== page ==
Bhutan: Chencho Dorji
Located in the eastern Himalayas, Bhutan is a small landlocked country surrounded by India on three sides and the Tibetan region of China in the north. It is an extremely mountainous country covering about 47,000 sq. km., with altitude changing from 200 to 7,500 metres above sea level. It was not colonised, and managed to maintain an undiluted culture based on Vajrayana Buddhism. The total population is about 700,000 and around 80 per cent of the total population live in rural areas. The fertility rate is high and the population growth rate is around 2.0 per cent in Bhutan. The adult literacy rate is low. The annual GDP growth rate was around 3.0 per cent for the past decade. Per capita national income has more than doubled in the ﬁrst decade of this century (from $730 in 2000 to $1,900 in 2008). The country is still classiﬁed as a Least Developing Country by the United Nations. After long years of the monarchy system of the Kingdom of Bhutan, a new democratic system was introduced recently to form a National Council and a National Assembly. The ﬁrst democratic elections were held in March 2008. Bhutan started to integrate into the world economy in the 1960s, ending
economic isolation. In addition to its gradual trade liberalisation process, Bhutan has entered into a number of preferential trade agreements in recent years. In terms of the theme trade-poverty nexus in South Asia, Bhutan can be used as a case study of a small and landlocked country, with a small and scattered population, rich cultural heritage, well-maintained natural biodiversity, empowerment of women at the forefront of the development policy and decades of sound political stability. The concept of Gross National Happiness has been its overall guiding principle. All these unique characteristics of Bhutan provide an interesting and a special case diﬀerent from large countries in the region like India and Pakistan. This chapter is organised as follows: section 2 provides the trade policy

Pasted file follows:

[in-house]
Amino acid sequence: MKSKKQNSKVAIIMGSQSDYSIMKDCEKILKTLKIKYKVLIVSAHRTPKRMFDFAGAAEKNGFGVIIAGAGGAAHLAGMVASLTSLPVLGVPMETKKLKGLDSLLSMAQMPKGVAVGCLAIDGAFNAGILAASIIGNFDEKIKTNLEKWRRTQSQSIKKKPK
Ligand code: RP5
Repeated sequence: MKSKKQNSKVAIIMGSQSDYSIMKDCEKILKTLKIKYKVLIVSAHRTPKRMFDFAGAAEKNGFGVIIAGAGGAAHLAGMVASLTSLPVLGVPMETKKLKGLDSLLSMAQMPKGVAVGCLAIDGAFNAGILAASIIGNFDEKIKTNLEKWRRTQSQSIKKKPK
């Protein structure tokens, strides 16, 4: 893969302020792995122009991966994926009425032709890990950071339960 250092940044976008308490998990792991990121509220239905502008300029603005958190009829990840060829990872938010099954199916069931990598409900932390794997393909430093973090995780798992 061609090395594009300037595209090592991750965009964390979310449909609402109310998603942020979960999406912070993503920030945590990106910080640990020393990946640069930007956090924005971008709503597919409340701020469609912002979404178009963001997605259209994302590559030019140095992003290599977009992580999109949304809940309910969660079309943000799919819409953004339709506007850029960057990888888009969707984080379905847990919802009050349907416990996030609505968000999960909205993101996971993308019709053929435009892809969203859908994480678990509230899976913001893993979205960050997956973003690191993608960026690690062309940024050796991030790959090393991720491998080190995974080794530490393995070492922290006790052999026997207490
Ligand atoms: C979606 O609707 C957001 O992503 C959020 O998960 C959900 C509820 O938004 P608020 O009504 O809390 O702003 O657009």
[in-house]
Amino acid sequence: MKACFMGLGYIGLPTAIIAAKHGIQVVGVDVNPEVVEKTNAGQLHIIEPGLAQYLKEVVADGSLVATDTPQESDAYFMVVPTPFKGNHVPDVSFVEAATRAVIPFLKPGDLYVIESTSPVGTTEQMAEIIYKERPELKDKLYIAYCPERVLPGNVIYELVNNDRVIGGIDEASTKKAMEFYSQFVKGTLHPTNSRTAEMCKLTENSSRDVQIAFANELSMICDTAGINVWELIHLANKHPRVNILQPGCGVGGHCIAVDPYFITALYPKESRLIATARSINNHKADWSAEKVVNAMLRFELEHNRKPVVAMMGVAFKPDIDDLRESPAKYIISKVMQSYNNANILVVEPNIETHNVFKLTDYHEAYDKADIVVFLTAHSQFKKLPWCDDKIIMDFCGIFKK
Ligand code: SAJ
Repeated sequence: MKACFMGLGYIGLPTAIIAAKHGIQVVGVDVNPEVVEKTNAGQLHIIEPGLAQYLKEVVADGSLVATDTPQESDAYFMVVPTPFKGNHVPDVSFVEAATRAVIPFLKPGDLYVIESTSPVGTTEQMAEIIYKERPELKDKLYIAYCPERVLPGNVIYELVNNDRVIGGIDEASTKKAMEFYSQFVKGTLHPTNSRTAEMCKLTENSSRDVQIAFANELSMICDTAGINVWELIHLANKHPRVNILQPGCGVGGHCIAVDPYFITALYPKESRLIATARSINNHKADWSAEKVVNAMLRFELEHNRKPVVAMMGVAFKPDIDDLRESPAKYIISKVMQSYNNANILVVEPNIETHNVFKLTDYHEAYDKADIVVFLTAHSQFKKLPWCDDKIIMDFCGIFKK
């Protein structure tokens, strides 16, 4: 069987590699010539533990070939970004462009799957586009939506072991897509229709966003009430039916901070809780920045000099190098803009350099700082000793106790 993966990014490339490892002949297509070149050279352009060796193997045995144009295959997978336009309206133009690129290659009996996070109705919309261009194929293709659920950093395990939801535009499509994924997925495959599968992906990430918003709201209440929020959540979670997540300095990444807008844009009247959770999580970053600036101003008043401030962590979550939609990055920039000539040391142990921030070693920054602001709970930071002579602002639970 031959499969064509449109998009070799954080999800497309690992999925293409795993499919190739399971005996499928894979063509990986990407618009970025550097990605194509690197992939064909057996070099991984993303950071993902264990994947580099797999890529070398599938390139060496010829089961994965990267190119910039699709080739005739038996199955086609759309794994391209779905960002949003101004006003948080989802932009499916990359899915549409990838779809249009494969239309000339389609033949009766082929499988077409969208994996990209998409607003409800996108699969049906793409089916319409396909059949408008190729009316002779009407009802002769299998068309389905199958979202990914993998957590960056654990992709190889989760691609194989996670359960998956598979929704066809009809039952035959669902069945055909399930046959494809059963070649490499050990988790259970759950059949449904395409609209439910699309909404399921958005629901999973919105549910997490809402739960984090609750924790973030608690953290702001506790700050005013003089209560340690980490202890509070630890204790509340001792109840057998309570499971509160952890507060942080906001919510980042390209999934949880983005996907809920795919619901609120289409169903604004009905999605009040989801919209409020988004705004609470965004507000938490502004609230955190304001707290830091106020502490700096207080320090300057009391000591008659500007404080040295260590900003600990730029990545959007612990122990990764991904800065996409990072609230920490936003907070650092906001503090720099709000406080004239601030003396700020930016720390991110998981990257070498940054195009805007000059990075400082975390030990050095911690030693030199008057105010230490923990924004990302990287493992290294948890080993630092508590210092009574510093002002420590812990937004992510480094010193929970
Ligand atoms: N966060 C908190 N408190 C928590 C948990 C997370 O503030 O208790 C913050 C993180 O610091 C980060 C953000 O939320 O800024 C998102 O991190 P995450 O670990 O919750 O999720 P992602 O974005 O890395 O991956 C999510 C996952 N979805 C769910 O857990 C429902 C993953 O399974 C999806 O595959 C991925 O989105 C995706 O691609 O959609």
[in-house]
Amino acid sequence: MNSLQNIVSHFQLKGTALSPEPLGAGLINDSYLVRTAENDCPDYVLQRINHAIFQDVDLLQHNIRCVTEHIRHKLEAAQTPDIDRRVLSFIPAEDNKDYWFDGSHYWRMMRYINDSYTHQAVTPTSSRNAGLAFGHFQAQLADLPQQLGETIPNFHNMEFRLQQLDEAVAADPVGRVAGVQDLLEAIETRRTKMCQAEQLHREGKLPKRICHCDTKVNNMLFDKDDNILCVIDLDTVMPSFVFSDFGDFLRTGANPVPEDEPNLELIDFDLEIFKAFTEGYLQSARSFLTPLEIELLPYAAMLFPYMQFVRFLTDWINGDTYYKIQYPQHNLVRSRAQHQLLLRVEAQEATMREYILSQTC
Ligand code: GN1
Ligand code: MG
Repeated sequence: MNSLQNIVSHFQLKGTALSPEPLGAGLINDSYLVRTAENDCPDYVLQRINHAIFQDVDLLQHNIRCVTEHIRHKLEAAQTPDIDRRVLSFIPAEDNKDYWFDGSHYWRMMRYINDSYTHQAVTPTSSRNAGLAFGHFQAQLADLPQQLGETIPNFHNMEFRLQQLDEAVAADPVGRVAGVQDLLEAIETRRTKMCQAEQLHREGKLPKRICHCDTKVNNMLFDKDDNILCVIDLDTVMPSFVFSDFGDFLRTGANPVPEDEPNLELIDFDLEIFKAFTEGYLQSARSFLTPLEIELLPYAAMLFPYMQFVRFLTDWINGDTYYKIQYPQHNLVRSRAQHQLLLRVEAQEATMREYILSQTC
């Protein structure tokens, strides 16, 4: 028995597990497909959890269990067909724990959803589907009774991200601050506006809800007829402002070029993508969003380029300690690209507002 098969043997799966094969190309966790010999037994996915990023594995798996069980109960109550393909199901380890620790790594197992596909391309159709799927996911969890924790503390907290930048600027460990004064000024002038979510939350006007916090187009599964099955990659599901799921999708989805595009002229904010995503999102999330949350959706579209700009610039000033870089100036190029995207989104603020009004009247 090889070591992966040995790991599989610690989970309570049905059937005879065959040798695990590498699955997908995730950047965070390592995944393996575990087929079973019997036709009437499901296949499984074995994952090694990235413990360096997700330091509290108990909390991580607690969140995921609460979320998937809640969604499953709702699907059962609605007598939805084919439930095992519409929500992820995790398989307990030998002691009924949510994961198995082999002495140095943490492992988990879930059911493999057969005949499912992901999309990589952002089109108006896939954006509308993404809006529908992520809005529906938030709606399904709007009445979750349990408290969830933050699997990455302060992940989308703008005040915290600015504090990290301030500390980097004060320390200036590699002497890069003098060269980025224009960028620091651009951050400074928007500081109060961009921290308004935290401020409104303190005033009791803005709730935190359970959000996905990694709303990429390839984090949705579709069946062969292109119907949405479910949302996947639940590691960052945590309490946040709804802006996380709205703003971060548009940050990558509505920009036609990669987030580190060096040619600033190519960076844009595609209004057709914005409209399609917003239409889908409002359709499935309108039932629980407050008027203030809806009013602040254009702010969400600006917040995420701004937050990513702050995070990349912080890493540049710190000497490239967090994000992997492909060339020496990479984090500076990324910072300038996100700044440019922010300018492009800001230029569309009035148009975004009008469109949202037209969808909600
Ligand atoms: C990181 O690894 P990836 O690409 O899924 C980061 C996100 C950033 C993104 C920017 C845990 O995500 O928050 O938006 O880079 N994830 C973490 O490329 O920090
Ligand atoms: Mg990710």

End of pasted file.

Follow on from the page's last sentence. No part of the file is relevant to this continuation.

framework which includes trade policy, trade regime, regional free trade agreements and the foreign development policy framework; section 3 outlines the trends in economic growth and poverty; section 4 discusses the relationship between trade, growth and poverty; section 5 summarises the key ﬁndings of the report and some policy measures for poverty reduction.